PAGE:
Suspension, Brakes, Drivetrain discuss the wondrous effects of boost and your miata...
Sponsored by:
Sponsored by:

Coilover Theory 101: Damper Valving

 
Old 09-04-2018, 06:11 PM
  #1  
Supporting Vendor
Thread Starter
 
Join Date: Feb 2017
Posts: 96
Total Cats: 48
Exclamation Coilover Theory 101: Damper Valving

Coilover Theory 101: Damper Valving

Note: Please excuse the long text and lack of images. I will update this post with relevant images shortly (showing the various parts that make up the damper valving)

We've all heard it before; "our dampers are custom valved.....etc etc". Coilover companies say it all the time, but what does it actually mean?

Well, aesthetics aside, let's break down a coilover from top-to-bottom (Note, when I say coilover, I am referring exclusively to the monotube variant):

- Upper Mount: The part that bolts onto your upper chassis
- Upper Perch: The part that compresses down on the coil spring
- Damper: More on this below
- Lower Perch: The part the coil spring sits on
- Locking Collars: Self-explanatory
- Lower Mount: The part that bolts onto your lower chassis/hub/knuckle. Can be fixed or a separate piece (I will not get into this here, as there are two sides to this with various arguments)

All coilovers, for the most part (i.e slight variations exist), follow this format. Why? Because there is only so much you can change in the design before it won't fit the intended vehicle.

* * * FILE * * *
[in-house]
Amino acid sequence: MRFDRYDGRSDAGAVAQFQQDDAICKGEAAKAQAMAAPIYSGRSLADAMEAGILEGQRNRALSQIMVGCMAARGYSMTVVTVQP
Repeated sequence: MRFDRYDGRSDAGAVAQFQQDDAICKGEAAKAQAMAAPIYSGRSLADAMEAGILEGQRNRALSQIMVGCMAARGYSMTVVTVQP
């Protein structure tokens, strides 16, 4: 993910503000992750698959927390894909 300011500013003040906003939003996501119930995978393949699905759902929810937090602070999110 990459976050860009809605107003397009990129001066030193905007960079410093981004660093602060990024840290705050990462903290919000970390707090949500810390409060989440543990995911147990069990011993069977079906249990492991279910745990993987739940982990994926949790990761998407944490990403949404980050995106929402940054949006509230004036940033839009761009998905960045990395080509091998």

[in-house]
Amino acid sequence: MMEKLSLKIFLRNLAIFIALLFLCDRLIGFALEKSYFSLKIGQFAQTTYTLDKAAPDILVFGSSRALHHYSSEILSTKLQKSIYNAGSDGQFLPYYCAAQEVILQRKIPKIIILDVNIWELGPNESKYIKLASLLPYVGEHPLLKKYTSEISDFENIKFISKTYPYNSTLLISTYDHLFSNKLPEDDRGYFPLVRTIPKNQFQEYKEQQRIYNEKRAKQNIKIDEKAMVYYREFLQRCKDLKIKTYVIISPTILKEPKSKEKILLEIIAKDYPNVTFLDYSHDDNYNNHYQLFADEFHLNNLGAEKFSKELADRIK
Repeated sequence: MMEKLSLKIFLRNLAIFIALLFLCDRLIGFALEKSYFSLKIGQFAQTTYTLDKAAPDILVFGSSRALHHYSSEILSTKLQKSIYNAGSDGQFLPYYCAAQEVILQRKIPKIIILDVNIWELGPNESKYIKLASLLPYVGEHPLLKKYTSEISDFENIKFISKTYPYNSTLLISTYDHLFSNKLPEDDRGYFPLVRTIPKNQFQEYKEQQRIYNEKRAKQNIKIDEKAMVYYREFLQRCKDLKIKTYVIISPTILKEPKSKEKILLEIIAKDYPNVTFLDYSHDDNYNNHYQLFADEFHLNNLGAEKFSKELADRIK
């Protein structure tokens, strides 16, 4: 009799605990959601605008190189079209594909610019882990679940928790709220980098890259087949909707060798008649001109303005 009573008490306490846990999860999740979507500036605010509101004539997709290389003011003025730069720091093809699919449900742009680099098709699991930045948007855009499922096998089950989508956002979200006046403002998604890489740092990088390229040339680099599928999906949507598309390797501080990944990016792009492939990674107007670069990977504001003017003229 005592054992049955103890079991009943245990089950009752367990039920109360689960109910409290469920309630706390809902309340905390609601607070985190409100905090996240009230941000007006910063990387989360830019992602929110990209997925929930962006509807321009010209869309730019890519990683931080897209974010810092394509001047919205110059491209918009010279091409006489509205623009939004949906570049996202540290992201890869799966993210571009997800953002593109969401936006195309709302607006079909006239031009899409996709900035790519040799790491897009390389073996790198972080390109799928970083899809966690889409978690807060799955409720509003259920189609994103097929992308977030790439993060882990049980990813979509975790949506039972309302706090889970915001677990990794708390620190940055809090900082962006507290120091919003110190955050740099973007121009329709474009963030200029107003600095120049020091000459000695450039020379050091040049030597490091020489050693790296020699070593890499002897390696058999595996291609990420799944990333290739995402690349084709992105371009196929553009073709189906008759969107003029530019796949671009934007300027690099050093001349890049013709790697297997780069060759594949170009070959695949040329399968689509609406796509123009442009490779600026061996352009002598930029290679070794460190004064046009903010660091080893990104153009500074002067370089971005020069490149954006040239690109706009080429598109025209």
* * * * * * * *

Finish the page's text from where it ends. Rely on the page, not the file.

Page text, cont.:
When it comes to the Damper itself, again, for the most part, it follows the following format:

- Top Cap: Basically a dust cap and wiper to clean the piston rod as it moves in and out of the damper
- Damper Body: The casing. Can be steel or aluminium (double wishbone only. Never on MacPherson)
- Rod Guide/Seal Block: This guides the piston rod, making sure it moves up/down only with zero deflection. The longer the stroke/larger the piston rod, the more robust this needs to be. A good high-temperature seal must be used to prevent oil-leakage
- Piston Rod: The part that moves up/down, and is what connects/holds all the "valving" (may or may not be a part of it depending on the design, but usually is)
- Fluid: This is what the valving controls the flow of, and is responsible for the damping forces (compression & rebound). A good fluid is very important, as it needs to withstand high temperatures and cavitation
- Floating Piston: This is what separates the Nitrogen Gas at the bottom from the valving at the top. The seal used here is very important, as it must balance durability (prevent leaking, which can cause aeration) and friction (friction = heat = bad), while also withstanding high temperature. Viton is the defacto standard seal/o-ring
- End Cap: This may or may not be present, depending on the type of damper body. This is what keeps the Nitrogen Gas from escaping. There are generally two ways to fill the gas chamber: self-healing rubber (which uses a needle) and a schrader valve. A schrader valve allows more accurate pressure tuning (it does not leak after filling, unlike with a needle + rubber)



Ok, so now that's out the way, lets get back to the topic on discussion today: Damper Valving